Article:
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Oct
14
comment compile function and floating points
@OleksandrR. I see your point (I was just experimentally looking for a small enough number so to my shame did not even know what MachineEpsilon is supposed to be). How do you feel about x = 1. + 0.001 $MachineEpsilon;x - 1 as an example, then?
Oct
14
comment compile function and floating points
@OleksandrR. I don't understand what you're saying I'm afraid. Can you unpack this a bit? (also, any thoughts on this?)
Oct
14
revised Speeding up construction of simple tridiagonal matrix
added 165 characters in body
Oct
14
answered compile function and floating points
Oct
13
comment Speeding up construction of simple tridiagonal matrix
Maybe part of the speed difference is related to unpacking? Also, it appears that how faster this is (faster than Band) depends on the system size--see update in my question. I wonder why.
Oct
13
revised Speeding up construction of simple tridiagonal matrix
Added speed comparison and mention of packing
Oct
13
asked Speeding up construction of simple tridiagonal matrix
Oct
12
awarded  Nice Answer
Oct
12
revised Custom File Palette
added 390 characters in body
Oct
12
comment Custom File Palette
@cormullion you're right, if you want only nb and m files to appear. originally this was part of a palette I have where each file is treated differently according to extension (basically a way for me to avoid having to leave mathematica to manage my output files etc)
Oct
12
answered Custom File Palette
Oct
12
comment How often does Mathematica contact its license server?
While I have no definitive answer (nor can I capture traffic on my work machine to check), I know from experience that if the license server goes down, mma does not close. I've had it run for a couple of hours, finish the task, and exit, while the license server was dead (according to IT support). So, unless it was somehow coming online briefly, it seems that this puts a lower bound on the period with which it checks.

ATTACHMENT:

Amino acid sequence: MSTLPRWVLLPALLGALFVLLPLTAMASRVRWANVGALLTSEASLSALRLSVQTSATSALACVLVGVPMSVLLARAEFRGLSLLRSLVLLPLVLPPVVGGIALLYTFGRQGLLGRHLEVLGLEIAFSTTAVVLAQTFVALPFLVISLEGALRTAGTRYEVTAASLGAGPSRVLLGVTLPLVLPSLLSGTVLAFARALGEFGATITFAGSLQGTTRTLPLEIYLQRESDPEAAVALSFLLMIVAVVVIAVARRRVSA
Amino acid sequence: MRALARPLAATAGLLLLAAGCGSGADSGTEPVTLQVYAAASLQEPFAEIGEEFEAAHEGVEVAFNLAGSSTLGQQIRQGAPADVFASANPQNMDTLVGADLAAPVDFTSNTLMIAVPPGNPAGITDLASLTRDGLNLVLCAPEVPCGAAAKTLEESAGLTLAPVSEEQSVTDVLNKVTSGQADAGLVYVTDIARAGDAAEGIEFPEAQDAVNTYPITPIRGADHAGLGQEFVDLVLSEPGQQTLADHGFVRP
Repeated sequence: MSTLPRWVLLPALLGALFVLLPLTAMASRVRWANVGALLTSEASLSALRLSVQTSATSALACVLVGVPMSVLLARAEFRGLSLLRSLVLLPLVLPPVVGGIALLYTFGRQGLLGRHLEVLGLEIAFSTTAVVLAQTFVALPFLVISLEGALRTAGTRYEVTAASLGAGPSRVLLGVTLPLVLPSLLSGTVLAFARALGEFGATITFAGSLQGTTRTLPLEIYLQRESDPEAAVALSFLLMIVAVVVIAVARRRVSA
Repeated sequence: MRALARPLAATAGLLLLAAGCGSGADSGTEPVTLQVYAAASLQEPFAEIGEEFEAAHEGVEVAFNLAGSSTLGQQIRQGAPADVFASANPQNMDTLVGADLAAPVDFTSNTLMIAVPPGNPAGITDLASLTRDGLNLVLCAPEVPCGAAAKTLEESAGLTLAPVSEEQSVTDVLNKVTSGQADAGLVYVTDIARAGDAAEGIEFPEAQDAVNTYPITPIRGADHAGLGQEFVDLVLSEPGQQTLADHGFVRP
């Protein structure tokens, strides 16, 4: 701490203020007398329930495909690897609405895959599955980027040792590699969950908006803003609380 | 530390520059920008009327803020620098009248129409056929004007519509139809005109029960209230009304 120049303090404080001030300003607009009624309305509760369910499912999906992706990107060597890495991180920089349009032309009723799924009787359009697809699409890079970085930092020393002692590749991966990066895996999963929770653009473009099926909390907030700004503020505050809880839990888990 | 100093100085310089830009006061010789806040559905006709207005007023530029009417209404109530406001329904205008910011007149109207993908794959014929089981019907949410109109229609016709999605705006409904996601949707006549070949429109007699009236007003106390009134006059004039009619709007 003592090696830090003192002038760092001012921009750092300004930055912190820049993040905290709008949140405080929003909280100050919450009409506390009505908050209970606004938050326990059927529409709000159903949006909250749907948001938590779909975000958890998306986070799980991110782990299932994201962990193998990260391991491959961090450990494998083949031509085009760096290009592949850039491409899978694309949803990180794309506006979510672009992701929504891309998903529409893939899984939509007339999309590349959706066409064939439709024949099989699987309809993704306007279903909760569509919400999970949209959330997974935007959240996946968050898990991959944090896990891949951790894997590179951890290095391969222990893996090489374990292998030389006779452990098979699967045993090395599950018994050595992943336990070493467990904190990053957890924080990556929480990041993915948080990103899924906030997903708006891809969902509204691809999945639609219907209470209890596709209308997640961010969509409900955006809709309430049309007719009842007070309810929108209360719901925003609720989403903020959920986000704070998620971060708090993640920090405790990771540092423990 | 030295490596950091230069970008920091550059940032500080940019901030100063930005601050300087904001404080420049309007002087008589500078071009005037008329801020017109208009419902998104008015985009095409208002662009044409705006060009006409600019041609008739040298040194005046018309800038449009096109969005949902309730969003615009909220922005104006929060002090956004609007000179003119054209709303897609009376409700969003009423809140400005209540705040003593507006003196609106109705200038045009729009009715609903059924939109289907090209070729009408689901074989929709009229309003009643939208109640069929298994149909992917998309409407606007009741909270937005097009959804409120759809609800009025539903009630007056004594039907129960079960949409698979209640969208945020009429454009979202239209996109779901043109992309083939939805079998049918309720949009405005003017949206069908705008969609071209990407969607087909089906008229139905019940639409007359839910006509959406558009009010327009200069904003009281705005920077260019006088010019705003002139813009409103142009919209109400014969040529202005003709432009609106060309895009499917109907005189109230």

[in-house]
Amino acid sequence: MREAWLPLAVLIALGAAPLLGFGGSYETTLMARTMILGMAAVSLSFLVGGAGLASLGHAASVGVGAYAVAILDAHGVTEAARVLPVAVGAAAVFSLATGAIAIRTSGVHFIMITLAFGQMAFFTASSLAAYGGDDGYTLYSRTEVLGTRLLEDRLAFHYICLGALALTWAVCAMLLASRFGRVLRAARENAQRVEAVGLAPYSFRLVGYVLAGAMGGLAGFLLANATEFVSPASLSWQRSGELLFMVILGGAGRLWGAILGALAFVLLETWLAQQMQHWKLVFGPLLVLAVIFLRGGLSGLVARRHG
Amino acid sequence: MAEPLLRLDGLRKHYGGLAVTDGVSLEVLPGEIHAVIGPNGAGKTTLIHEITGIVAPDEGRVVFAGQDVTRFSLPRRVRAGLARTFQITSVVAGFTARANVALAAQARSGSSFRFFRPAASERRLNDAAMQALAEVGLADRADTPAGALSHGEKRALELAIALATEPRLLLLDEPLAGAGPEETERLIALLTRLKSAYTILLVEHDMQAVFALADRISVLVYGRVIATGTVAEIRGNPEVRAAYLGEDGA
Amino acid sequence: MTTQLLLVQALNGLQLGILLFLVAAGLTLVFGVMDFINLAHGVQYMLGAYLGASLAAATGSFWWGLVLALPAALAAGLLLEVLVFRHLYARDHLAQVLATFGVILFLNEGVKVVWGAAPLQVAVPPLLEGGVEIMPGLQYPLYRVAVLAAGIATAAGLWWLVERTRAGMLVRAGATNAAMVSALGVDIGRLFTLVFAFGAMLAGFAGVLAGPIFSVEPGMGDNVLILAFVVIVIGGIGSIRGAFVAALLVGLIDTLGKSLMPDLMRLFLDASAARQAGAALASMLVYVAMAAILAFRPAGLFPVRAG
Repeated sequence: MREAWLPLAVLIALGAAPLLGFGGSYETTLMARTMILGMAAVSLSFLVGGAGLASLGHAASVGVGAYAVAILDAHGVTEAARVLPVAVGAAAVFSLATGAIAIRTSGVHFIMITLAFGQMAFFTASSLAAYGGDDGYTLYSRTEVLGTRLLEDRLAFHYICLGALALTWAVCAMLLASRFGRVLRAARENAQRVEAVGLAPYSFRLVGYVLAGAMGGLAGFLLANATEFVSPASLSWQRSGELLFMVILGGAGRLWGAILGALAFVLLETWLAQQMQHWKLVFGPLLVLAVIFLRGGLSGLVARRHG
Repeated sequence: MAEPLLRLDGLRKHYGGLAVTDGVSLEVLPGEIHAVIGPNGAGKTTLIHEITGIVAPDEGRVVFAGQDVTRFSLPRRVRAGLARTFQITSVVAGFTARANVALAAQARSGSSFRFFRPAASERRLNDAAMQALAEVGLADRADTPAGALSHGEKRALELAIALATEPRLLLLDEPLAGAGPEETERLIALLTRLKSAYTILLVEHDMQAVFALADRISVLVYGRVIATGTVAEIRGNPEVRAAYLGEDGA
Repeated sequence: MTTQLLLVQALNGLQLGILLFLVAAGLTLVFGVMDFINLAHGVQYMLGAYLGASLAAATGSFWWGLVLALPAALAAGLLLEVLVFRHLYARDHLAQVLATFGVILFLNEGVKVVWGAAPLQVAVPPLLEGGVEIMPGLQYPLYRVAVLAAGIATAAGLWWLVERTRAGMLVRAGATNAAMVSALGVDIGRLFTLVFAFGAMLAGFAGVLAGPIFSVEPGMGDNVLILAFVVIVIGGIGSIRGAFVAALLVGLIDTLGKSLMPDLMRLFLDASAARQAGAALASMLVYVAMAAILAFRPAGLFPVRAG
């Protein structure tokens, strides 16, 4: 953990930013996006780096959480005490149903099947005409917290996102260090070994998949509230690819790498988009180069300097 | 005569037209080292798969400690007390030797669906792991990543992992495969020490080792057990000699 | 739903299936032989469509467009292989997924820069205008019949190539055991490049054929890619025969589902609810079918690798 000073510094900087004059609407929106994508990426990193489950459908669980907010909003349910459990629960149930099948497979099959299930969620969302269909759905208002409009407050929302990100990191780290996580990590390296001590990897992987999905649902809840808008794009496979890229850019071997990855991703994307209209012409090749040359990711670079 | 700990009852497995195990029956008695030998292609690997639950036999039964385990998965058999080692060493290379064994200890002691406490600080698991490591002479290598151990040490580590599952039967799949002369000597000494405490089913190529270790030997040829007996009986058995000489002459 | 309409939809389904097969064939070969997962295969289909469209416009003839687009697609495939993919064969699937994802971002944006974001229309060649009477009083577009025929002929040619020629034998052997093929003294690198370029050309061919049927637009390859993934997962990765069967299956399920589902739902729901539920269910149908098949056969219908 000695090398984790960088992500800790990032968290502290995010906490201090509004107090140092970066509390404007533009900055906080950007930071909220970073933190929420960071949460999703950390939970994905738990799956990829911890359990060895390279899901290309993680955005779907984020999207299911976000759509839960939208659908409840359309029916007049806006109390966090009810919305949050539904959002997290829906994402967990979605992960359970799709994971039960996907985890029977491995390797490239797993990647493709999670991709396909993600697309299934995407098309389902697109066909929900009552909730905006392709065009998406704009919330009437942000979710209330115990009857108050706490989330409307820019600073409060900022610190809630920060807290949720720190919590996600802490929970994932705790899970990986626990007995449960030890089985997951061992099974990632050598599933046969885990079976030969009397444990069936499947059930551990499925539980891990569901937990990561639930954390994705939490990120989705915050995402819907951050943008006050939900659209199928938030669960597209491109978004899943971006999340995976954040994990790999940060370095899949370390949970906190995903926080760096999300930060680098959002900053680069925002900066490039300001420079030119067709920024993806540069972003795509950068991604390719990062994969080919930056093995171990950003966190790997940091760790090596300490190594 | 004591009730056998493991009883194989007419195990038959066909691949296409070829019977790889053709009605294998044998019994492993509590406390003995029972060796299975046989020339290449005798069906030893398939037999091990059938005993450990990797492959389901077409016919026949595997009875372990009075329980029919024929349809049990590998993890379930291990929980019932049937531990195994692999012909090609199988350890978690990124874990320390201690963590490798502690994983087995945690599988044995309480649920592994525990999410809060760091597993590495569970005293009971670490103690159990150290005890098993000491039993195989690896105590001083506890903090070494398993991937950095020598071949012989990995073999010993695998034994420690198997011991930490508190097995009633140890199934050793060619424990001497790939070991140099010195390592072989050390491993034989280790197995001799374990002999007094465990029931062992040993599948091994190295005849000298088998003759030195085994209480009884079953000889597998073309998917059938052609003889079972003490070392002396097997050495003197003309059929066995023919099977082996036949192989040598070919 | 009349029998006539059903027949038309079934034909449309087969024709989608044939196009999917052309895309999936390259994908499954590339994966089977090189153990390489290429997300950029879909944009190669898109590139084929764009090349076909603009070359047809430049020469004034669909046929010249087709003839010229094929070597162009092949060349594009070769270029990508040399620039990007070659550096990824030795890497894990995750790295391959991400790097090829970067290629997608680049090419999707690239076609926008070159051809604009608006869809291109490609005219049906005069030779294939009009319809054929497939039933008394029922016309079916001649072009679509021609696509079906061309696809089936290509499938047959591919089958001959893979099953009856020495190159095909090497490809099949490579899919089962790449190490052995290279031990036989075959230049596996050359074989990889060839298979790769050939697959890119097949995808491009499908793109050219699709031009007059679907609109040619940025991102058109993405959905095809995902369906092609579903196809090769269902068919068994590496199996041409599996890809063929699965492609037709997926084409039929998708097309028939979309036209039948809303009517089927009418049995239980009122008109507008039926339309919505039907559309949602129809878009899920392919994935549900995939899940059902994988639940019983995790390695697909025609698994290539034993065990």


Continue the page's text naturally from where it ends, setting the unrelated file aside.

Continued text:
Oct
11
comment How to sum up large number of elements in a table quickly?
this (how to speed it up) might depend on the details. unpacking might be involved for instance. Could you post some code that produces a1 and a2 in the form you need them, then uses f the way you use it?
Oct
11
comment How to sum up large number of elements in a table quickly?
@user72409 sorry I botched the pasting and did not actually paste the faster version. In any case I don't know if this will remain faster for such large arrays (and it needs modification to work with 2D arrays anyway; perhaps you could mention this in your question!)
Oct
11
revised How to sum up large number of elements in a table quickly?
mentioned unpacking
Oct
11
comment How to sum up large number of elements in a table quickly?
@tkott evaluate SetSystemOptions[PackedArrayOptions->UnpackMessage->True] and you'll see :)
Oct
11
revised How to sum up large number of elements in a table quickly?
added 56 characters in body
Oct
11
answered How to sum up large number of elements in a table quickly?
Oct
11
revised NDSolve with Euler method
added 32 characters in body
Oct
11
comment Eigenvalue / Eigenvector Calculation
"For speeding up Mathematica code, a little analysis of a problem often goes a long way" an excellent point. +1 for that and +1 for the rest (if I could)